Straight, accurate movement is far from easy.
Straight, accurate movement is far from easy, and linear positioning devices prove it by erring in not one, but three dimensions
Just when you thought you had the “linear motion” concept nailed down – hit the required points on the straightaway and you’re home – along comes the remaining five degrees of freedom to crash the party. From a coarse perspective, it’s true, a linear carriage translates mainly along one axis (call it the X axis), but all engineered parts have imperfections, and with our ever-increasing need for accuracy and precision, our attention to detail must also progress accordingly.
To thoroughly describe system accuracy, then, we must account for all six degrees of freedom, these being translation in the X, Y, and Z axes, and rotation about the same.
Concerns of placement
For starters, let’s establish a clear definition of the key positioning parameters. Even though most engineers are familiar with the terms accuracy, repeatability, and resolution, they are commonly misused in practice. Accuracy is the most difficult of the three to achieve, followed by repeatability and, finally, resolution. Accuracy explains how closely a system in motion approaches a command position, an exact position lying in theoretical X-Y-Z space.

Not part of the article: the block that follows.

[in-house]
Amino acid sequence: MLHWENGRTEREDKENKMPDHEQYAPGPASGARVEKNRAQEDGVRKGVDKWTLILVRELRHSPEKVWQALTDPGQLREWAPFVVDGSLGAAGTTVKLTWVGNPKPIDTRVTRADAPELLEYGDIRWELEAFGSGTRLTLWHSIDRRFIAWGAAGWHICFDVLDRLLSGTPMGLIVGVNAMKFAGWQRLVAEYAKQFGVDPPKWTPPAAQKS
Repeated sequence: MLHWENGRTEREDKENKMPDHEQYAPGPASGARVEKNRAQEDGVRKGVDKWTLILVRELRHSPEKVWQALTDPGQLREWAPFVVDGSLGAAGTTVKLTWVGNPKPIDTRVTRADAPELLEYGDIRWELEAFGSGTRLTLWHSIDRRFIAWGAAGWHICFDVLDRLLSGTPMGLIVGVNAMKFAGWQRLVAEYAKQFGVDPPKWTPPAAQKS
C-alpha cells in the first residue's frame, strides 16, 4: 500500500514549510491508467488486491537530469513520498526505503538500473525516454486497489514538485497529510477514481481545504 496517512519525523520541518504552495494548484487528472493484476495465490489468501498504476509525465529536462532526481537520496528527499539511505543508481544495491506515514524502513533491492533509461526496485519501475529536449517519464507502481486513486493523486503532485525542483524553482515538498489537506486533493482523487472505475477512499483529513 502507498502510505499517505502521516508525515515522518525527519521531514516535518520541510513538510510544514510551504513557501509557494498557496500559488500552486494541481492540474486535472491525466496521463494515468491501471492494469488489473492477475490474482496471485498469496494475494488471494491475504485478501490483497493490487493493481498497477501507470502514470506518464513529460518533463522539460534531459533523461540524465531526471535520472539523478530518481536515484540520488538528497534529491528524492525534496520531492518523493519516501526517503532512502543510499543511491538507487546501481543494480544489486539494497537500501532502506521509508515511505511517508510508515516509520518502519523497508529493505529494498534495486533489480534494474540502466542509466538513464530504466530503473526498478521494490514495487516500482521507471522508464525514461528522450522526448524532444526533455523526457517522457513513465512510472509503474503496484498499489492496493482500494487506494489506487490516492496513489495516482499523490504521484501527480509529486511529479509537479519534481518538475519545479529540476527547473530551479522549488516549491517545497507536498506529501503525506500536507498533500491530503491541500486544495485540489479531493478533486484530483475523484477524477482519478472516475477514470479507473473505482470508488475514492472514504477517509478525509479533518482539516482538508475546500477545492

Repeatability or precision, on the other hand, refers to the error between successive attempts to move to the same location from random directions. A perfectly repeatable linear system can be highly inaccurate – it might be capable of continually achieving the same location, which happens to be well away from that which is commanded. As an example, a lead screw with a heavily preloaded follower nut, but with significant pitch or “lead” error, could have good repeatability together with poor accuracy. The preload keeps the nut rigid in its axial position, reducing or eliminating backlash and ensuring the nut and load travel consistently according to screw shaft rotation. But the pitch error throws the intended rotation-to-translation relation off kilter, so the system is inaccurate.